# Using the UNIFAC program¶

The UNIFAC program is an implementation of the UNIFAC method, a fast and accurate liquid-phase activity coefficient model. One of the main advantages of the UNIFAC method is that it does not require any ADF calculations and can estimate thermodynamic properties based only on SMILES strings representations of every molecule in the system (this can also be done with COSMO-RS using FastSigma) . This means that the UNIFAC method can be applied to liquid systems for which no 3D/surface charge information is known. Additionally, UNIFAC is very efficient, able to generate thermodynamic property estimates in milliseconds. In the following sections, we review basic GUI functionality for the UNIFAC program.

## Selecting/inputting compounds¶

Molecules can be used with the UNIFAC program in two ways:

(1) Simply choosing them from the ADFCRS compound database.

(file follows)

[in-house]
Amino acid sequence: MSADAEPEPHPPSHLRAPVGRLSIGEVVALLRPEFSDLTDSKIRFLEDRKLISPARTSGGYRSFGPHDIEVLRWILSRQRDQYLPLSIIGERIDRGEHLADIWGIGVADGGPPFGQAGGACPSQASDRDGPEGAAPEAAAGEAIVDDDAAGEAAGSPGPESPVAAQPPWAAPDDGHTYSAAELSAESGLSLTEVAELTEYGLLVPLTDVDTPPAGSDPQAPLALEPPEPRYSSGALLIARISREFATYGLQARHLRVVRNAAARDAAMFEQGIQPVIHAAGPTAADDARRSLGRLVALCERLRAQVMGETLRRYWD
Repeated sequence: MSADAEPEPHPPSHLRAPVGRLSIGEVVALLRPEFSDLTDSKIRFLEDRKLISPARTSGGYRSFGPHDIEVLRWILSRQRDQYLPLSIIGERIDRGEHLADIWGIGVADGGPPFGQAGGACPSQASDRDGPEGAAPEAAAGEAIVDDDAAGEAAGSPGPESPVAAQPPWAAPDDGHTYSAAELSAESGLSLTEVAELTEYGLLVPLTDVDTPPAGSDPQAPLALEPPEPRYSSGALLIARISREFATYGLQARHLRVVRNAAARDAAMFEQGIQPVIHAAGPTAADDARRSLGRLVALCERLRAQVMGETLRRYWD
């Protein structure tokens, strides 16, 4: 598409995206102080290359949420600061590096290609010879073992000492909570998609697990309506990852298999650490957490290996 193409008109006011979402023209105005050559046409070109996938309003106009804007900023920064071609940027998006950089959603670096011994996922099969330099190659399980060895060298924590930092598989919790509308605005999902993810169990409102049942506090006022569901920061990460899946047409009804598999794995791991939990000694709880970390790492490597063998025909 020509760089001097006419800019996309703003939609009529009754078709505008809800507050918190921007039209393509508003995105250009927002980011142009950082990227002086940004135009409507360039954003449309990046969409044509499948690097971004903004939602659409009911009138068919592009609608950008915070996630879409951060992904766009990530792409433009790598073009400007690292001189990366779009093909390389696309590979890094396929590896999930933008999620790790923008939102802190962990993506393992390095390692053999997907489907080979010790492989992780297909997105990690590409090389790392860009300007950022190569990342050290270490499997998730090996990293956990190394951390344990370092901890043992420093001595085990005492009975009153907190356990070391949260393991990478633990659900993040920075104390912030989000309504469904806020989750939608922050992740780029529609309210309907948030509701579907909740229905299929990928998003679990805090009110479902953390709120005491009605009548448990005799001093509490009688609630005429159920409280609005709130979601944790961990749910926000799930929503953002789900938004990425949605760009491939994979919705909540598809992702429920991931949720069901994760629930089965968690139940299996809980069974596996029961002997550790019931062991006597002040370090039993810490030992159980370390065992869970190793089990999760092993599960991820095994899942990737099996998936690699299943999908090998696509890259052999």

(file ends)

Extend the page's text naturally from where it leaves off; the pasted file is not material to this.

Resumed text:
(2) Inputting a SMILES string in Compounds → Add Compound using QSPR (Fast Sigma). → Add. This will generate a .compkf file, which will appear in the compound database and can be used with UNIFAC calculations.

Caution

In the current version of the GUI, you can only add a compound by SMILES string if the method COSMO-RS or COSMO-SAC is selected. It will not work if UNIFAC is selected.

To input a molecule as a SMILES string, simply follow the instructions above, typing the SMILES string in the field. As an example, we input cyclohexanol:

This will prompt you to save your compound as a .compkf file. After saving it, it should appear in the database.

## Inputting property values¶

For some types of UNIFAC calculations, physical property data will be required. For most applications, all of the required physical property data can be input from the compounds menu: Compounds → List of Added Compounds. Property input fields are given in the right panel. As an example, we click estimate to estimate the VPM1 vapor pressure coefficients for cyclohexanol :

Note that other properties (enthalpy of fusion, melting point, etc.) can be input or estimated with a Property Prediction Method.

## Calculations with the UNIFAC program¶

To begin, first navigate to the UNIFAC method:

Start AMScrs (if not already open)
Select Method → UNIFAC

All of the available properties for UNIFAC are listed under Properties →: